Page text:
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Now anyone can bake?

Over the past few weeks I have become interested in advancing my baking and cookery skills. This introduces a number of obstacles as a blind individual, mainly there are a lot of tasks that have the potential to hurt you!

I have begun to break down these tasks and will be covering them in a series of posts. For today though I would like to focus on weighing.

This is a surprisingly difficult task, from measuring out liquids to weighing items for baking and cooking. There are a few speak kitchen scales out there, but as ever with products for the visually impaired they are grossly over priced for their limited and often lacklustre feature set.

So I was incredibly excited when I found the Drop scales, especially with their slogan “Now anyone can bake”. I certainly fit into the anyone category, so I popped down to the local Apple Store and made a purchase with the idea to test their accessibility. The Drop scale connects over bluetooth to an iPad and displays the weight on screen, it also has a large array of features that walk you through baking and cooking specific items as well as such features as auto scaling the weights of recipes.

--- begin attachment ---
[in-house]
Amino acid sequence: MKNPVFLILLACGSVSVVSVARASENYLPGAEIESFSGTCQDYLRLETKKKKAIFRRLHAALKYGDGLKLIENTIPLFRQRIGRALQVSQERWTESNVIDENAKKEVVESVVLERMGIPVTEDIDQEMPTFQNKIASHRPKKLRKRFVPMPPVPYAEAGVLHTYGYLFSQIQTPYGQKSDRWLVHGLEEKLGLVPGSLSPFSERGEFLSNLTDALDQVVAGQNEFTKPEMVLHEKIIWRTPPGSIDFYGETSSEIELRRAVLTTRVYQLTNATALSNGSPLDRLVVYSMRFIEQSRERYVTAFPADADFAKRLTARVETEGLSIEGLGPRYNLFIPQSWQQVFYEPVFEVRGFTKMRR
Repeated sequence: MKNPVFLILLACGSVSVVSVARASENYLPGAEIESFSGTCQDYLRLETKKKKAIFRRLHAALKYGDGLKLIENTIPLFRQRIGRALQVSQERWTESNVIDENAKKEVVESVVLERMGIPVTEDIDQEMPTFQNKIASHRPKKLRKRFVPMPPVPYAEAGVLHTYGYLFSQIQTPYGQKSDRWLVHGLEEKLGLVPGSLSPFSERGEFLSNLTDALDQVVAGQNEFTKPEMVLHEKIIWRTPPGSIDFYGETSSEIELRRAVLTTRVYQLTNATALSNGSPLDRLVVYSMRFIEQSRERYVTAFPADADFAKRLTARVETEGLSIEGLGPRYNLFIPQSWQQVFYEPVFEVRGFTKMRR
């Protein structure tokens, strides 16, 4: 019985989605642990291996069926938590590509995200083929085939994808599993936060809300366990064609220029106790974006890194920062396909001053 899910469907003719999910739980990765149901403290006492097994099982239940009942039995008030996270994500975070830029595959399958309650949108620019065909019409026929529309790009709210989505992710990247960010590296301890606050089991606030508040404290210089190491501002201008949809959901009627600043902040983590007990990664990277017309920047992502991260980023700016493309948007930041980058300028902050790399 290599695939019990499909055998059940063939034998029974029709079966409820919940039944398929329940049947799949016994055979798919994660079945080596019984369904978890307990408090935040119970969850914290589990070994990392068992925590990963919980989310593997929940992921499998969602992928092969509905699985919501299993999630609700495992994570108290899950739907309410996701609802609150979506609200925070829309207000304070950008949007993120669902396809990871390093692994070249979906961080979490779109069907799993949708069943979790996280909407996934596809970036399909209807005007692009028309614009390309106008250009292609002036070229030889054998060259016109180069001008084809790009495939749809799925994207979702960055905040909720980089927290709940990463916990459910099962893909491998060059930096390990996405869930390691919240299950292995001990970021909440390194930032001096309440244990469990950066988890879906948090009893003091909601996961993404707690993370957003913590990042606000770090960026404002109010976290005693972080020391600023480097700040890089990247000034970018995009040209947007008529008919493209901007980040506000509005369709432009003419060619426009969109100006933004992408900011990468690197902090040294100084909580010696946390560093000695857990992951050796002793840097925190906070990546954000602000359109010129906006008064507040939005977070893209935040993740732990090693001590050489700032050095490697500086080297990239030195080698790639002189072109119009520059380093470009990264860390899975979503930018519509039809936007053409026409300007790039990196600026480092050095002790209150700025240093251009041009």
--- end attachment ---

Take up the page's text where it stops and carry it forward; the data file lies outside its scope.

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Review – FitBit Charge HR

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I am a great fan of anything related to fitness tracking. I am constantly testing different wearables to identify one that not only tracks useful information, but is accessible. I was excited to hear about the FitBit Charge HR, as I have become interested in tracking my heart rate. The following review is thanks to FitBit allowing me to test out the Charge HR, in order to highlight how useful it can be to someone with a visual impairment. The FitBit Charge HR is a watch type wearable that is able to track steps taken, heart rate, floors ascended, distance moved and calories burnt.

Setup